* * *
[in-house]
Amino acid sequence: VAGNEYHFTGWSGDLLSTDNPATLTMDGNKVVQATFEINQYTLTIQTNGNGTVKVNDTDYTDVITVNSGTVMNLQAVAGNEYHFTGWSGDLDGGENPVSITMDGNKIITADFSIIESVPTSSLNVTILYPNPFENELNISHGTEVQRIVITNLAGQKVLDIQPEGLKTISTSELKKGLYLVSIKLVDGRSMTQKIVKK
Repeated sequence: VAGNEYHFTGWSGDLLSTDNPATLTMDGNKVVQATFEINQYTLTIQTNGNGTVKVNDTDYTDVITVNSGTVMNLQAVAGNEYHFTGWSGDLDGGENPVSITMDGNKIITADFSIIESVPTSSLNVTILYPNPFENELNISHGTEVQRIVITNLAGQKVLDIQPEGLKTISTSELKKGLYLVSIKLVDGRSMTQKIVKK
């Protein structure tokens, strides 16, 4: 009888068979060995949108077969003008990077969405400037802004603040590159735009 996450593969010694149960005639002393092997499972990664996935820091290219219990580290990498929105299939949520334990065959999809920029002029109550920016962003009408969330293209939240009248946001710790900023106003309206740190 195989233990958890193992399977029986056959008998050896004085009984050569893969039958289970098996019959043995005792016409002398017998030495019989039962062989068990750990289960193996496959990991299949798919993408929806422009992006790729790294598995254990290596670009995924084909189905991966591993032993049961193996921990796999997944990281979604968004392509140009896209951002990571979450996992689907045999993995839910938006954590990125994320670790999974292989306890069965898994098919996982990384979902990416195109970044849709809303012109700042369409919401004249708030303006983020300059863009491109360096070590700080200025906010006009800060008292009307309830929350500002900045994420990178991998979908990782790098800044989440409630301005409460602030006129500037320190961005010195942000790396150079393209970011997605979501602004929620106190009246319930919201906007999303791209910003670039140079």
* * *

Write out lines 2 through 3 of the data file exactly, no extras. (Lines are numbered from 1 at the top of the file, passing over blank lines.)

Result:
Amino acid sequence: VAGNEYHFTGWSGDLLSTDNPATLTMDGNKVVQATFEINQYTLTIQTNGNGTVKVNDTDYTDVITVNSGTVMNLQAVAGNEYHFTGWSGDLDGGENPVSITMDGNKIITADFSIIESVPTSSLNVTILYPNPFENELNISHGTEVQRIVITNLAGQKVLDIQPEGLKTISTSELKKGLYLVSIKLVDGRSMTQKIVKK
Repeated sequence: VAGNEYHFTGWSGDLLSTDNPATLTMDGNKVVQATFEINQYTLTIQTNGNGTVKVNDTDYTDVITVNSGTVMNLQAVAGNEYHFTGWSGDLDGGENPVSITMDGNKIITADFSIIESVPTSSLNVTILYPNPFENELNISHGTEVQRIVITNLAGQKVLDIQPEGLKTISTSELKKGLYLVSIKLVDGRSMTQKIVKK